China Service Ventures: China recognizes Bemidji couple for youth outreach
Paul and Ida Martinson were thrown into the spotlight during an international gathering earlier this month in Beijing, China.
They were recognized for a three-generation family tradition of missionary work, the establishment of a new education program for rural youth and future plans for redevelopment of a cultural exchange at a historic mountain retreat in Henan Province.
The Martinsons, representing China Service Ventures, were among 43 ambassadors from countries as widely separated as Azerbaijan, Herzegovina, Poland and Tunisia for the 2010 Jigongshan International Culture & Tourism Presentation Seminar Jan. 15 at the Great Hall of the People near Tiananmen Square in China's capital city.
Paul, a Lutheran minister, was born in China in 1934 to missionary parents. His connections in the country go back to his grandfather who started work as a missionary in China in 1902. Ida Martinson's work in China included nursing services, directing the Hong Kong Polytechnic University School of nursing and research into childhood cancer in China and other Asian countries.
When the couple retired, they were seeking a new way to serve the people of China. The result in 2001 was China Service Ventures, an independent Lutheran organization based in China. The organization makes education possible for children in Henan Province, one of the poorest areas of the country, and the area where Paul's grandfather settled and he and his father were born.
Paul and Ida explained that education is officially free in China, but subject to fees for books and supplies of about $50 per year for the primary grades.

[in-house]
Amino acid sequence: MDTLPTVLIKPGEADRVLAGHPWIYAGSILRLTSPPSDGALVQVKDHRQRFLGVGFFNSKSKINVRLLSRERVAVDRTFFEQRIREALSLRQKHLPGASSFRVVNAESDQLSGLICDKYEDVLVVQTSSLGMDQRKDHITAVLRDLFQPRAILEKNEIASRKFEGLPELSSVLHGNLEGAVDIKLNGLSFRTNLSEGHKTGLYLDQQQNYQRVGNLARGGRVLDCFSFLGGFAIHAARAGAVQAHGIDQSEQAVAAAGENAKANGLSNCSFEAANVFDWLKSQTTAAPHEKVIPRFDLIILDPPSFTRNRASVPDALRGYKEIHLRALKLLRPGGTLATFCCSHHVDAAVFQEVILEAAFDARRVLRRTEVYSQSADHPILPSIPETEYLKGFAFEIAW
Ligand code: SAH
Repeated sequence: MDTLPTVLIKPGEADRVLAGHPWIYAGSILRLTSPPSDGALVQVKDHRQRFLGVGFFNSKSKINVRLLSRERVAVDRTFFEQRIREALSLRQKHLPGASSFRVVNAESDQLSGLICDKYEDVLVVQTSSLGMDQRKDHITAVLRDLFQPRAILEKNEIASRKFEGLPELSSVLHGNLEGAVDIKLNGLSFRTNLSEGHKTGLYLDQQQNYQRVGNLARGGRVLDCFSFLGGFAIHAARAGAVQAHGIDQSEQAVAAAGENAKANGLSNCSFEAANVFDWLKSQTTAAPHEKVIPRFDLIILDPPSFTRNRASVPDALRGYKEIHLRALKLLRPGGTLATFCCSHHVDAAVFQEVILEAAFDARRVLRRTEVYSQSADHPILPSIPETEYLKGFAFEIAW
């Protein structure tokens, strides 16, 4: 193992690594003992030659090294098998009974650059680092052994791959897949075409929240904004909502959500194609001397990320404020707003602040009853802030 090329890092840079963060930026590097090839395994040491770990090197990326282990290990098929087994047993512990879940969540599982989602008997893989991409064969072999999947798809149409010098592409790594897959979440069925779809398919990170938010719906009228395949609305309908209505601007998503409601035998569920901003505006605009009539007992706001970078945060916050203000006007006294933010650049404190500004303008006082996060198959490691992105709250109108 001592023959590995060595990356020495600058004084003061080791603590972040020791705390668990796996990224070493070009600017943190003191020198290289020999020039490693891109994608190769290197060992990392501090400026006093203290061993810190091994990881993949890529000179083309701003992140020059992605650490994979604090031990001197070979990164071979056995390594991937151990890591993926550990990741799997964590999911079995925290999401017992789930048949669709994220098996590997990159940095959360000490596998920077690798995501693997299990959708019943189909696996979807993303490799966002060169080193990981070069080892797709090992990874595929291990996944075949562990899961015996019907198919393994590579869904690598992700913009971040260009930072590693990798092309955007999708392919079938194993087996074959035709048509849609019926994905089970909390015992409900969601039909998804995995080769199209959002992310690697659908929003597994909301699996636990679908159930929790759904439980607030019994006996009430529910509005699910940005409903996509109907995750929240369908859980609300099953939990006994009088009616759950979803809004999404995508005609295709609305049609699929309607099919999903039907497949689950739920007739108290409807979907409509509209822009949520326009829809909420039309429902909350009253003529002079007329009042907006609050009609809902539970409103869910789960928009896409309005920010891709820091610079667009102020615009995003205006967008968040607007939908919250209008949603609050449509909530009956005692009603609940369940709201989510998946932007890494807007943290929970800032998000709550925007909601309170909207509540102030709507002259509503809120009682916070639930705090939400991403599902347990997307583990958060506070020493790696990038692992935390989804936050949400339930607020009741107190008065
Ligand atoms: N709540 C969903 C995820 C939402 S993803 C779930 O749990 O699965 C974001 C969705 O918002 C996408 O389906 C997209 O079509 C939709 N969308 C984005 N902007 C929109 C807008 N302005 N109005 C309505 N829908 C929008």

"These families were poor earning not even $100 a year," Ida said.
Paul said their goal was to work from the grassroots to develop trust and friendships among the people they served, rather than working from the top down through government agencies. As the project progressed, he said the Chinese government asked China Service Ventures to help the poor rural students also obtain high school educations. That meant finding funds for transportation and accommodations in towns away from the students' rural homes.
The project also reached out with assistance in health care, development and cultural exchanges, Paul said.
Ida said students who score with high marks on high school entry tests receive government support, but the less accomplished students must pay at a higher rate, about $500 per year. As opportunities open up through the individual and church-based donations to China Service Ventures, she said some of the underachieving students have blossomed into top performers in high school.
Last summer, China Service Ventures started a weeklong youth camp at Jogongshan (Rooster Mountain). Plans for the site are in the works to expand the camp as a multicultural retreat and tourist attractions and restore some of the buildings, including the American school Paul attended.
"It turned out the government really liked what the camp did," said Ida.
"The potential is great," Paul said during his speech at the Great Hall of the People international gathering. "Our funds are limited, but our connections for implementing these things are rich and ever growing."
He said the Chinese government and Chine Service Ventures now have a memorandum of understanding for a cooperative relationship, a document that allows the organization to register in China as a legitimate company.
The Martinsons said the organization's outreach has already accomplished good things and has promise for the future.
"We have plenty of challenges ahead of us," said Ida.